Regarding activism and responsibility, they go hand-in-hand, much like my eating and exercising resolutions. How active are you in your community? Do you participate in the local Rotary or Lions Clubs? Do you inform your neighbors, friends and other local business leaders how you and your products can help them by controlling energy costs or protect them from smash-and-grab crimes? Do you do so responsibly, without cutting down your competition and without touting your product and abilities as being capable of doing more than they actually can?

Do you spread good will to your peers by coaching little league or helping out in times of need, not just during natural disasters but also at the holidays and every day? The more good karma you spread, the more people know about who you are and what you do, the more positive light you throw not only on your own business but the industry as a whole.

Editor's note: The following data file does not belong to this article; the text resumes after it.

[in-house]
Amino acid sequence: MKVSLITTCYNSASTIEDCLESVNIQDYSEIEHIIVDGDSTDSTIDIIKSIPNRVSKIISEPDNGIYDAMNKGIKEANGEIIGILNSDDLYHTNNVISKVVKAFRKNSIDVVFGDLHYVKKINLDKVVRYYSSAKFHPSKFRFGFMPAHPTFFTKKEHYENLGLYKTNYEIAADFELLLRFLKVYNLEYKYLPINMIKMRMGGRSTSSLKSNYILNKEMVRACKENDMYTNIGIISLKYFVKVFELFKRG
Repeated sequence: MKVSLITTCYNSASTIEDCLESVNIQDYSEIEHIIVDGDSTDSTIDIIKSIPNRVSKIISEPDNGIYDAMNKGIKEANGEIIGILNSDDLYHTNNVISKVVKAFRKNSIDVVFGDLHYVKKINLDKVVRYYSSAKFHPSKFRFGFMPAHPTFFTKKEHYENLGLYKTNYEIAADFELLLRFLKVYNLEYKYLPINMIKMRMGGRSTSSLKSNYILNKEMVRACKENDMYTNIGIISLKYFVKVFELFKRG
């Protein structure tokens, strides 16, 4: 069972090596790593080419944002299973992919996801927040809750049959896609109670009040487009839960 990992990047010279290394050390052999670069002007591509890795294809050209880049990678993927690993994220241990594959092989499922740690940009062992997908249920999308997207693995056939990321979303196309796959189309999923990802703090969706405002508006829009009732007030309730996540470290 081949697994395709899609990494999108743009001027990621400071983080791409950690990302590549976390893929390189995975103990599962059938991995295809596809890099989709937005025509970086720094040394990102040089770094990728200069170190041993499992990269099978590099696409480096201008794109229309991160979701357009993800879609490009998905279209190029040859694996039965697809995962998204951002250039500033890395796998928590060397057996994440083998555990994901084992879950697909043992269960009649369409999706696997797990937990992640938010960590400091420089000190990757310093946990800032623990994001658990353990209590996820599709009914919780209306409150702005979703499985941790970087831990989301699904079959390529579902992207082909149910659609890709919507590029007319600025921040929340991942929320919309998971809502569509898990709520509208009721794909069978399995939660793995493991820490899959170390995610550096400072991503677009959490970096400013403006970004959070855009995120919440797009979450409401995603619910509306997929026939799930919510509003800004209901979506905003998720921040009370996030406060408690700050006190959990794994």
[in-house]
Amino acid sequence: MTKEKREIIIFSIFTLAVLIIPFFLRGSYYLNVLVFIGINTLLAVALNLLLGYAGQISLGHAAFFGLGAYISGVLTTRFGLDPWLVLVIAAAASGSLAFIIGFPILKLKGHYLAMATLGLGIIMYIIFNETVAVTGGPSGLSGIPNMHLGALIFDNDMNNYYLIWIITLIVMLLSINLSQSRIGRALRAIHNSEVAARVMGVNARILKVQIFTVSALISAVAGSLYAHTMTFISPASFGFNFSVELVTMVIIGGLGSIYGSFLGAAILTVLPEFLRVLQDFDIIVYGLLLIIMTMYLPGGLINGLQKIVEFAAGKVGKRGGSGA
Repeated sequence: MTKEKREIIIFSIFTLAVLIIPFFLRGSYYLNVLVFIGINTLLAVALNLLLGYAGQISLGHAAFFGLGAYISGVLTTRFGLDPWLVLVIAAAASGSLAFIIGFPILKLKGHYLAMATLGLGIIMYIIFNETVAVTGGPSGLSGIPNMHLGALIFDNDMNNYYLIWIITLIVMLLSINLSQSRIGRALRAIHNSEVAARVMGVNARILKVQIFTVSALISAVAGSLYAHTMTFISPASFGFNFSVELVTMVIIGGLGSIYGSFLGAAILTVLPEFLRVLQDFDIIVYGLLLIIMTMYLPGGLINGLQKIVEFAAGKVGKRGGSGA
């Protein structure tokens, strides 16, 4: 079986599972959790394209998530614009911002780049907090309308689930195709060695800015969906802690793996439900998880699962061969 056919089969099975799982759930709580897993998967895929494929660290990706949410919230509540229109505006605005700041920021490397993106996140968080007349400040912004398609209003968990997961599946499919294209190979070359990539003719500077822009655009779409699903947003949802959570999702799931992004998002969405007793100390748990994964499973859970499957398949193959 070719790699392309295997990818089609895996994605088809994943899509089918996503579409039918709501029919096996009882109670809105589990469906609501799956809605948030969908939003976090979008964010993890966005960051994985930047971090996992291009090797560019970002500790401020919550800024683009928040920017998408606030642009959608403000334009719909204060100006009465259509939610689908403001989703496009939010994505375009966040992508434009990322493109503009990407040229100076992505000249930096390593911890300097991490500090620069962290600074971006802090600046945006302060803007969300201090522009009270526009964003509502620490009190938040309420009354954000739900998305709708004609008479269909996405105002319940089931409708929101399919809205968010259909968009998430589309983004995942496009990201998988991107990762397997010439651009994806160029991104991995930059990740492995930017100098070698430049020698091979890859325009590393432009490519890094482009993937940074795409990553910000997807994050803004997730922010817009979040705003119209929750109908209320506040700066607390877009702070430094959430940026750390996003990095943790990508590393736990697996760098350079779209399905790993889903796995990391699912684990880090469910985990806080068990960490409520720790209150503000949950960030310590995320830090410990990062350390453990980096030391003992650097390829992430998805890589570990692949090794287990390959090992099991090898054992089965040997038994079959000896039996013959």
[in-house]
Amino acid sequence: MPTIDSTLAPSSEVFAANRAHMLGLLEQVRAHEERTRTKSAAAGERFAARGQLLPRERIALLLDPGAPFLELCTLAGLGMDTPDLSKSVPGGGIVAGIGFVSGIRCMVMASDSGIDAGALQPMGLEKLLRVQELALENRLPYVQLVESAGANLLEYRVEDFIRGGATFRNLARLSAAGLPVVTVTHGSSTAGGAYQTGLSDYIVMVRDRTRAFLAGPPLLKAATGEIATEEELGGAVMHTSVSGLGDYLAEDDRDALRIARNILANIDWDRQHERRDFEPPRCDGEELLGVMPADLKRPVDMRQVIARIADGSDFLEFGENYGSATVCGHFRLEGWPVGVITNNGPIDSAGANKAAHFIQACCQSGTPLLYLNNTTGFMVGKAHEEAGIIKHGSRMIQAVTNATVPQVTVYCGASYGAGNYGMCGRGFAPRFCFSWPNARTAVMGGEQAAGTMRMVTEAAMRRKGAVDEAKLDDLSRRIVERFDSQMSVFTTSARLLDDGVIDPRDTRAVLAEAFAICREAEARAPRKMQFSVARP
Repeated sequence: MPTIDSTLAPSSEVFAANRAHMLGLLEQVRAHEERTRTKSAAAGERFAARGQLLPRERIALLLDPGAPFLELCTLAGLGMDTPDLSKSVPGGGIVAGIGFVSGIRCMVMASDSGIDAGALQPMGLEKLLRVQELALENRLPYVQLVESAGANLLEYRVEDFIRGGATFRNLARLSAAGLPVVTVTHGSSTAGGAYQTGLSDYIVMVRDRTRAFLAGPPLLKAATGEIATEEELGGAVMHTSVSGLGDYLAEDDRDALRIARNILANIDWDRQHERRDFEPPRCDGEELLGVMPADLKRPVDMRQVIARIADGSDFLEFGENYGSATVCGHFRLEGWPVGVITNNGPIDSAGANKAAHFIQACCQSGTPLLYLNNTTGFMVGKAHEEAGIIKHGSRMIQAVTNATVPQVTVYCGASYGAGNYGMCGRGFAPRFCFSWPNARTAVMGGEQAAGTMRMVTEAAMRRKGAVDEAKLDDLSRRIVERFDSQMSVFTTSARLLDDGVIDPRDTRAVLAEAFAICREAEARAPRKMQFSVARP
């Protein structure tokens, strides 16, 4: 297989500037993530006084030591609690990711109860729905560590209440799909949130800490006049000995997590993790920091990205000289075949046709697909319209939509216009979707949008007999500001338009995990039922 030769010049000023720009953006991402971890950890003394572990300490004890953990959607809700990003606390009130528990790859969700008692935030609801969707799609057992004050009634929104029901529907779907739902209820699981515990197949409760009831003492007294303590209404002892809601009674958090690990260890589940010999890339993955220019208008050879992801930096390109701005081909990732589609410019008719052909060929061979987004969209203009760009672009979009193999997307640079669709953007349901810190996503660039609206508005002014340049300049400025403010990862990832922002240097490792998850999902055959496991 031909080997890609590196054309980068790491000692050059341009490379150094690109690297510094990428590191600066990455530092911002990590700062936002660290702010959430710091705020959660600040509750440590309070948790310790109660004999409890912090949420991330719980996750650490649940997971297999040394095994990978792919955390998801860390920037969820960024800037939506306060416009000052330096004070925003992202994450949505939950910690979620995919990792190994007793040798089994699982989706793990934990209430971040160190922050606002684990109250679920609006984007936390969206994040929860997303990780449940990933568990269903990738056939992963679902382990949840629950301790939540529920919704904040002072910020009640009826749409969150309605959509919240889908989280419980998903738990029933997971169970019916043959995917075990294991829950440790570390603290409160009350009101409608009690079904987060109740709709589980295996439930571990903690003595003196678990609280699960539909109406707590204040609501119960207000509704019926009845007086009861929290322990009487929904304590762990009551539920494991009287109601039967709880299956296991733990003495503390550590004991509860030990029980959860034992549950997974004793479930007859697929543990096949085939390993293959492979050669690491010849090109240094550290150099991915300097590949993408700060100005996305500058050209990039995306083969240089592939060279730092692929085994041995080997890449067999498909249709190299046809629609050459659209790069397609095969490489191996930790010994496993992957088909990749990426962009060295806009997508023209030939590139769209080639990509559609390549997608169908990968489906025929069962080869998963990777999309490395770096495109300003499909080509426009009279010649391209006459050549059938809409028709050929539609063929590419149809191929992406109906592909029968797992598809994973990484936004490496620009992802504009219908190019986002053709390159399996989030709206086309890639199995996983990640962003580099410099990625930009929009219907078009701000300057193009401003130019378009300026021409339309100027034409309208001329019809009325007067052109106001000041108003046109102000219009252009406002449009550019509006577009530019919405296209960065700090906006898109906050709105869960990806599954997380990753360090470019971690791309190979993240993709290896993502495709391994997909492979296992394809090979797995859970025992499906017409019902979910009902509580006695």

Iím certainly not suggesting that these need to be resolutions for the industry across the board, but they are important topics within the industry and, if I may be so bold, things shop owners would be well advised to consider. Iím certainly not going to pass judgment on any of my readers if you are not the local version of Superman or Jimmy Carter. Nor am I saying everyone should resolve to be, either. Iím only saying that if you feel you have room for improvement and take small steps to improve your business and how you conduct and attract business, it may be easier to stick to that resolution than it is, say, to give up chocolate.